I suspect this reviewer has not heard many performances of this opera? Am I right? The same set from 'Sweeney Todd' and 'borrowings' from other 'Dutchman'/Wagner etc. productions down the years ... 'Senta's Dream' is not original and the wild revels at the end were a version of something directed by David McVIcar. The music and singing was mostly that of 'Dutchman' as if it was a lost Verdi opera ... a 'numbers' rum-ti-tum piece devoid of much that is Wagner. This summer I will need Thielemann at Bayreuth to erase the memory of this. It will be all be praised because most people in the UK have forgotten what Wagner should sound like ... I suspect the staging and singing would get a much less favourable reception across the rest of Europe who still know their Wagner. The cheap seats at the Coliseum were not soldout and I wonder what the audience will be like for the rest of the run - the ENO seems to have lost its core audience of regulars and must now rely on good word of mouth (such as this tries to do) for its box office receipts.

No-one with respect for Wagner or knowledge of the performance history of his music would claim, as Joseph Alder does, to know "what Wagner should sound like".

I went to see the Flying Dutchman last night and this review perfectly describes the outstanding evening of opera I experienced.

Joseph Alder has a very jaundiced view of this production. Most of the cheap seats were sold - those that weren't probably should never be sold as the view of the stage is so poor. How often is the Dutchman performed in this country? The last time I saw it was more than 40 years ago - at the Coliseum - so I am not qualified to compare it with European productions. I do agree that at times it sounded Verdian -but this is early Wagner, not the Ring Cycle. The production was an interesting take on the opera - in places insightful and at others it didn't quite work. No opera production is perfect and for the many of us who rarely get a chance to see The Dutchman this was as good as we could expect.

It seems as if I saw a different performance from the reviewer> Orla Boylan was the worst Senta I have heard, out of 7 or 8, insecure, harsh, and screeching, especially in the last Act, when my neighbour said that she looked like a Susan Boyle on drugs! The Dutchman was well sung, but without emotion. Erik and Daland were good, Mary was pretty awful. The production was too 'clever', why change centuries in the second Act? The party in the third Act was silly, there is no way that Senta, as the boss's daughter, would would be attacked by his crew. All the emotion of the ending was lost, stabbing yourself with a broken bottle, dear me. people near me shouted rubbish when the producer! appeared. I also though the tempi were too fast, and the beauty of the music was lost. Compare the recent Dutchman at Covent Garden. We met some members of the orchestra on the way out who asked us whether we enjoyed it. When we said no, they said they were not surprised. I have seen 8 or so Dutchmen in the last 40 years, and they have all been played without a break. Finally, the programme said that it was a storm that led the crew to run away after the party in Act 3, and made no reference to the awakening of the Dutchman's crew, which is integral to the plot. Pretty basic.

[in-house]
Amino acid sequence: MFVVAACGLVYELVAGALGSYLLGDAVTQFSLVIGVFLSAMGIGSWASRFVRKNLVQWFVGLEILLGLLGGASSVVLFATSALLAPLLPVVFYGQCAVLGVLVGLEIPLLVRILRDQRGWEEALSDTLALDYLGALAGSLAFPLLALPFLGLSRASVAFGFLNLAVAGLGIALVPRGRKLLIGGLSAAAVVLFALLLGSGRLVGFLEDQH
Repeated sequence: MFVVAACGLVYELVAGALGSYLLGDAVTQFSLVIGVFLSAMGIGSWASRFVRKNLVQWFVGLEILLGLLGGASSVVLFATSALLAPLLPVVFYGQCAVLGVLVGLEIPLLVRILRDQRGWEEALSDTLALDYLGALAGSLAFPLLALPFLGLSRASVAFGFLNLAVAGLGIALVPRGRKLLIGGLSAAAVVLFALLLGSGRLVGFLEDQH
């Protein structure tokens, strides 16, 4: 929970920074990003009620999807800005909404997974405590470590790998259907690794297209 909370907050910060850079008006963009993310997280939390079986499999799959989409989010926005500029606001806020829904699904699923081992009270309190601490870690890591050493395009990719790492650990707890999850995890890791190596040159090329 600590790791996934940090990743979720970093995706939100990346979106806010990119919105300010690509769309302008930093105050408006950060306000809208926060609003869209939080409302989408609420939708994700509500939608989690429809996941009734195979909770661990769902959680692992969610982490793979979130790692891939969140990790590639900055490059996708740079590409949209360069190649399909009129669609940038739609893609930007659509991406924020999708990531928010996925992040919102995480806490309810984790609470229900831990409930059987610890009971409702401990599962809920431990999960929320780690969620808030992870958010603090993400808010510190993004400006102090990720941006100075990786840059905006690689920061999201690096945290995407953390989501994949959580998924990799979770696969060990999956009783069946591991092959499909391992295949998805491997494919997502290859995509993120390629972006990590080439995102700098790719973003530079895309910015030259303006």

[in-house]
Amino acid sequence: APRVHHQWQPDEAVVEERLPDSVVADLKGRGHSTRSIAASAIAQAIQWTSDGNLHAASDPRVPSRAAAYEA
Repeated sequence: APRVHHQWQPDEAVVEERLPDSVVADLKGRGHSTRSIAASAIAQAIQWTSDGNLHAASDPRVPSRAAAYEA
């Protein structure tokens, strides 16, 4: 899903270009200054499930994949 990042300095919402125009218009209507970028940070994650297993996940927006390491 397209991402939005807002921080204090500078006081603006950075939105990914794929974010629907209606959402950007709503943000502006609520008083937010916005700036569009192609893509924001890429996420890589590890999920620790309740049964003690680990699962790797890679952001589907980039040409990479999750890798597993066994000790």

I'm amazed at this negative review for Orla Boylan. Screechy? No way! Insecure? Very much so, it's in the part and brilliantly carried off here. Daland is obviously only interested in the price he can get from his daughter, a neglectful, absent father. This was well demonstrated. I thought the party and the assault as much in Senta's imagination and therefore completely plausible. If the writer has seen 8 versions of this work that all looked the same and was satisfied by any of them, good luck. I am new to Wagner but have seen loads of Opera, here and overseas and this was a gripping night out.

Well said Lindsay ... I am surprised the original reviewer has not commented on how many versions she has seen. As for one of the other comments it is a silly thing to say that Wagner does not have a 'sound' and I said it should not sound like a long-lost Verdi opera ... it was not what 'history' tells us Wagner wanted. Not surprised the orchestra members thought so little of it ... they should know, even if I apparently do not. People want to like things ... wasn't there a tale once about the King's new clothes? In retrospect Kent's was a tired rehash of his and others ideas and ENO should go back to staying as clear of Wagner as they can.